Fragility fractures related to osteoporosis are associated with high rates of morbidity and mortality. Up to a third of patients die in the year after sustaining a hip fracture, 20% require extended time nursing facilities, and one in ten require additional financial assistance from Medicaid post fracture. Preliminary data among Medicare beneficiaries indicate that there are significant racial differences in hip fracture mortality; specifically, a higher mortality rate among Black women, suggesting either biological differences in bone health, disparities in osteoporosis and post fracture management, or both. A current evaluation of racial differences in post fracture outcomes has not been performed. Similarly, there has not been a comprehensive evaluation of factors that if intervened upon, could reduce the disparity in these post-fracture outcomes. Many factors that prevent and/or reduce the adverse sequelae of fractures have been reported from large national osteoporosis cohorts. However, these cohorts had a relatively small proportion of Blacks, and these factors may have different associations in the Black population. Currently, Blacks comprise the largest racial minority group in the United States, thus highlighting the need to evaluate factors potentially mediating these disparities and designing studies targeting these factors to reducing the mortality disparity in the Black population. To further my journey as an independent osteoporosis outcomes and disparities researcher, I propose a project titled ?Biology or Management: Understanding Racial Differences in Post-Fracture Outcomes.? The specific aims for this study are: 1) To determine current racial differences in post fracture outcomes, 2) To identify the patient, health care utilization, and hospital-related factors that mediate the association between race and post- fracture outcomes, and 3) To examine if psychosocial, cultural, and lifestyle factors mediate the association between race and mobility among patients with hip fracture. To achieve these aims, I have proposed training and career development activities around health disparities research, mediation analysis, and pragmatic clinical trial design and intervention development with complementary osteoporosis and hip fracture clinical rotations. With completion of my training activities and research aims, I will successfully transition into an independent researcher, and be one step closer to my overall goal of reducing the racial disparity in fracture outcomes.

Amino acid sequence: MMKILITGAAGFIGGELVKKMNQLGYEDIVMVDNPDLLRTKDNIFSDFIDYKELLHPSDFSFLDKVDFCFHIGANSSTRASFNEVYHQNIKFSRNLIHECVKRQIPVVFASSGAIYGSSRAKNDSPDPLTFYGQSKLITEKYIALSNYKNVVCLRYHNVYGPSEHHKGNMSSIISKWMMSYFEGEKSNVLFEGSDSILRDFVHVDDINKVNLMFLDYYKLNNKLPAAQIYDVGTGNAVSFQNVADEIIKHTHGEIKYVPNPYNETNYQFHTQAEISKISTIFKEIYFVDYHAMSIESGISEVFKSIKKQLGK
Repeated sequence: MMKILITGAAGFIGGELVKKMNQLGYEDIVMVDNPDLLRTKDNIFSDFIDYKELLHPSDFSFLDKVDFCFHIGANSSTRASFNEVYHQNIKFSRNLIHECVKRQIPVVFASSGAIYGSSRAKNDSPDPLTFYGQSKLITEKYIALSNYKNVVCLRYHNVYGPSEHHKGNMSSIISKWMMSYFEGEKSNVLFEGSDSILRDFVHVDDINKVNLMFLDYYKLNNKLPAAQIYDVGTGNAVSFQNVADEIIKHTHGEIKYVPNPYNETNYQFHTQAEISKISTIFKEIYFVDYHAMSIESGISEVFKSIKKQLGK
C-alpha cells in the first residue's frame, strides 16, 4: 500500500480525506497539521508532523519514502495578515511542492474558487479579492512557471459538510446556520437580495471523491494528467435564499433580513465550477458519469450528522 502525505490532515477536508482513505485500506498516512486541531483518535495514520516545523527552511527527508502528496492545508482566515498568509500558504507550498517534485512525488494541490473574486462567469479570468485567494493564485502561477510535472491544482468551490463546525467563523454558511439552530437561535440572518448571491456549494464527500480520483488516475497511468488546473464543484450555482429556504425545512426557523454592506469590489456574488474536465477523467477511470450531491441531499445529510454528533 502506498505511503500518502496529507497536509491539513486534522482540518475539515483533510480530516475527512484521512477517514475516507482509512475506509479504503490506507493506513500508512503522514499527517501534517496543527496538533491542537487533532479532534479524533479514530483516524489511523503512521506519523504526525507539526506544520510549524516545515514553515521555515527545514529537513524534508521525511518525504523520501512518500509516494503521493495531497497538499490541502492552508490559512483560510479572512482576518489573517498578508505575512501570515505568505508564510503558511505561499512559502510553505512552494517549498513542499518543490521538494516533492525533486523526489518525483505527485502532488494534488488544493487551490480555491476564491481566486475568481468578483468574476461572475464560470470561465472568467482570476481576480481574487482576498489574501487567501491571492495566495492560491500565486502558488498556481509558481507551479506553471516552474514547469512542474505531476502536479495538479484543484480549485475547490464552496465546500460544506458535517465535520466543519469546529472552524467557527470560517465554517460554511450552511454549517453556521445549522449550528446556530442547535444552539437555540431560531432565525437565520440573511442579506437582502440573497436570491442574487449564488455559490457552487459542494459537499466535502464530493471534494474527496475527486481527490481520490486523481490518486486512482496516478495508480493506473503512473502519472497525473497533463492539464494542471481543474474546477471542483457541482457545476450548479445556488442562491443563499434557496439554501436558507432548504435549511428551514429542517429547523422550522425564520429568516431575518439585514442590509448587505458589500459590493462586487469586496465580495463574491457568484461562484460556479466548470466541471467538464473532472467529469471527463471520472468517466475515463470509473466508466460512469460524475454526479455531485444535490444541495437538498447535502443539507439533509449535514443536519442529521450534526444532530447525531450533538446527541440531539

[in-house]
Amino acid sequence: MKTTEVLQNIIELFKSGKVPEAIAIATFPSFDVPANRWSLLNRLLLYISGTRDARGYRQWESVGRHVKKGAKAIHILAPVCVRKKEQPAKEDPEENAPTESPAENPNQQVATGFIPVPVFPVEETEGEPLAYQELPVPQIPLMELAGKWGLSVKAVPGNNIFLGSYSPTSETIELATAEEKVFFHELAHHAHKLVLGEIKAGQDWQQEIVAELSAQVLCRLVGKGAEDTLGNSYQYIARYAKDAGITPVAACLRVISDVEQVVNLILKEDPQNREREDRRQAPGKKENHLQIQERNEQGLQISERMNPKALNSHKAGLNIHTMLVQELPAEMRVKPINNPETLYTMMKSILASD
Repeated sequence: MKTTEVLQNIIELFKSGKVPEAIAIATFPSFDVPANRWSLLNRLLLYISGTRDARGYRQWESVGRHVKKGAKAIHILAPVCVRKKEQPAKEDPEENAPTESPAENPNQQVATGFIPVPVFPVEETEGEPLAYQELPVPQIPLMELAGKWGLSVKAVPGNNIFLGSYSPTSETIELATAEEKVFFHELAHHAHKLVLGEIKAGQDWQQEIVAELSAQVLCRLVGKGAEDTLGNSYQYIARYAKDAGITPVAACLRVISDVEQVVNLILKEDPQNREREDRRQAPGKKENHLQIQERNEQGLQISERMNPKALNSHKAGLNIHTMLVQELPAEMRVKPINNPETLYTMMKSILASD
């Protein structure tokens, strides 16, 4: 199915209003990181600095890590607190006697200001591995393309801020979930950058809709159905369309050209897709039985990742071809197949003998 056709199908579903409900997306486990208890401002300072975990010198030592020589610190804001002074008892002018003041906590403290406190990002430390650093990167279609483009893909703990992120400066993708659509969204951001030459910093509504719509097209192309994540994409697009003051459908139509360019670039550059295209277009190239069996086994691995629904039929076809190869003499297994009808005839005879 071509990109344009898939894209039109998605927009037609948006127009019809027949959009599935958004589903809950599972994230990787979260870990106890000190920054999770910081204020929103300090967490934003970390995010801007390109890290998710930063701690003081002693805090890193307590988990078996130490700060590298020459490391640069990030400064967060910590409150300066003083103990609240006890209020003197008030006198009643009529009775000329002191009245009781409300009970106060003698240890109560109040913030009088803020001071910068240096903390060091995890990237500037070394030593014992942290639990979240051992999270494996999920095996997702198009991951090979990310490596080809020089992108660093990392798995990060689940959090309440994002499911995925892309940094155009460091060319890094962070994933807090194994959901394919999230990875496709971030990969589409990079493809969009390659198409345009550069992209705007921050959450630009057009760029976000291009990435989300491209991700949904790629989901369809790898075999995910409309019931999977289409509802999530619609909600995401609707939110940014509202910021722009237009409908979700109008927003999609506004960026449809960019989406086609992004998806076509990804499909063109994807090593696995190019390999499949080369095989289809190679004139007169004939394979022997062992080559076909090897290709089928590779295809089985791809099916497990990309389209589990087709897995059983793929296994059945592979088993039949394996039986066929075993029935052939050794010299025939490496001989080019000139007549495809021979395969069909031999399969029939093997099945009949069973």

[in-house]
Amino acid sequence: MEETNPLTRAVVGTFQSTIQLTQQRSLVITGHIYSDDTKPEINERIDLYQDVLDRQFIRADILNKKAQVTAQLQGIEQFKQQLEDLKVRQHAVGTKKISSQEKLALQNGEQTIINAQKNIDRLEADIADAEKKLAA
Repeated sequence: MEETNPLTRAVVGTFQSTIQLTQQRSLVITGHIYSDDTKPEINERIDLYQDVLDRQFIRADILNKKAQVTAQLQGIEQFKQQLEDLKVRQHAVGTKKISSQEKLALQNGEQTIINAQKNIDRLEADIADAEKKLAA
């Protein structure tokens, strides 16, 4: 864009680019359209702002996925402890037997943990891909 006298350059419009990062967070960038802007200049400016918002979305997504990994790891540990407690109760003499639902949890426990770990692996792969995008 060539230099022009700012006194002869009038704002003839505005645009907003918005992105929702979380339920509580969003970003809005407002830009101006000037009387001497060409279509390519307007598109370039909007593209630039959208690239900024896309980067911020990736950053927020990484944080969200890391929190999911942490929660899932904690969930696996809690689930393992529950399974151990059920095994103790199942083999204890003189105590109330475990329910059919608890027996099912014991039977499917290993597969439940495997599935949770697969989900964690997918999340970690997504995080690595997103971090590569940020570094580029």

Public Health Relevance

It has been reported that Black women have a higher post-hip fracture outcomes, such as mortality, than White women. The goal of this K01 project is to acquire the necessary training to: 1) describe the current post- fracture mortality disparity between Black and White women, and 2) uncover the factors potentially causing the disparity. Potential factors of interest include health-related factors, such as health conditions and health care use, and social factors that must be directly measured from patients. With completion of this project I will not only advance my independent research career but also provide evidence to the field to address key public health questions of relevance to bone health and racial disparities.

National Institute of Health (NIH)
National Institute of Arthritis and Musculoskeletal and Skin Diseases (NIAMS)
Research Scientist Development Award - Research & Training (K01)
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Arthritis and Musculoskeletal and Skin Diseases Special Grants Review Committee (AMS)
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Alekel, D Lee
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University of Alabama Birmingham
Public Health & Prev Medicine
Schools of Public Health
United States
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